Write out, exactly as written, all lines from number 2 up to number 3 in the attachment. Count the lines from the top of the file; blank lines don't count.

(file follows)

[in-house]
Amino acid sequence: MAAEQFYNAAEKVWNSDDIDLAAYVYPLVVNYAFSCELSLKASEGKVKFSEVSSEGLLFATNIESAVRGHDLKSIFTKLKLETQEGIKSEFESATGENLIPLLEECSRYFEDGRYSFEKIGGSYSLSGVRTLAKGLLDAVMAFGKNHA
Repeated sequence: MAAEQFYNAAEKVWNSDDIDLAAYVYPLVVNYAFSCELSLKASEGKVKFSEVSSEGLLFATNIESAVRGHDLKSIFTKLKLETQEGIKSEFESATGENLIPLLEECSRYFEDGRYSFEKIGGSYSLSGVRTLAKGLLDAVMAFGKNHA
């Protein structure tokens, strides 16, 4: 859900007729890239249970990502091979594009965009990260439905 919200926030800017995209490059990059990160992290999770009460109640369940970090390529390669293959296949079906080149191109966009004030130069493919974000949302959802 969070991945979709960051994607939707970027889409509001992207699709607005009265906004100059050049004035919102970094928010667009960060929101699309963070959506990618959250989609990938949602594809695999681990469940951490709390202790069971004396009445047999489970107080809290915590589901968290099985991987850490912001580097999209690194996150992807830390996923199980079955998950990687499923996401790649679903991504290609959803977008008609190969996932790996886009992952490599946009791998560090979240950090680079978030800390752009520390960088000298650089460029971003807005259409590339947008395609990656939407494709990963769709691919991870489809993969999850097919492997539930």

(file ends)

Amino acid sequence: MAAEQFYNAAEKVWNSDDIDLAAYVYPLVVNYAFSCELSLKASEGKVKFSEVSSEGLLFATNIESAVRGHDLKSIFTKLKLETQEGIKSEFESATGENLIPLLEECSRYFEDGRYSFEKIGGSYSLSGVRTLAKGLLDAVMAFGKNHA
Repeated sequence: MAAEQFYNAAEKVWNSDDIDLAAYVYPLVVNYAFSCELSLKASEGKVKFSEVSSEGLLFATNIESAVRGHDLKSIFTKLKLETQEGIKSEFESATGENLIPLLEECSRYFEDGRYSFEKIGGSYSLSGVRTLAKGLLDAVMAFGKNHA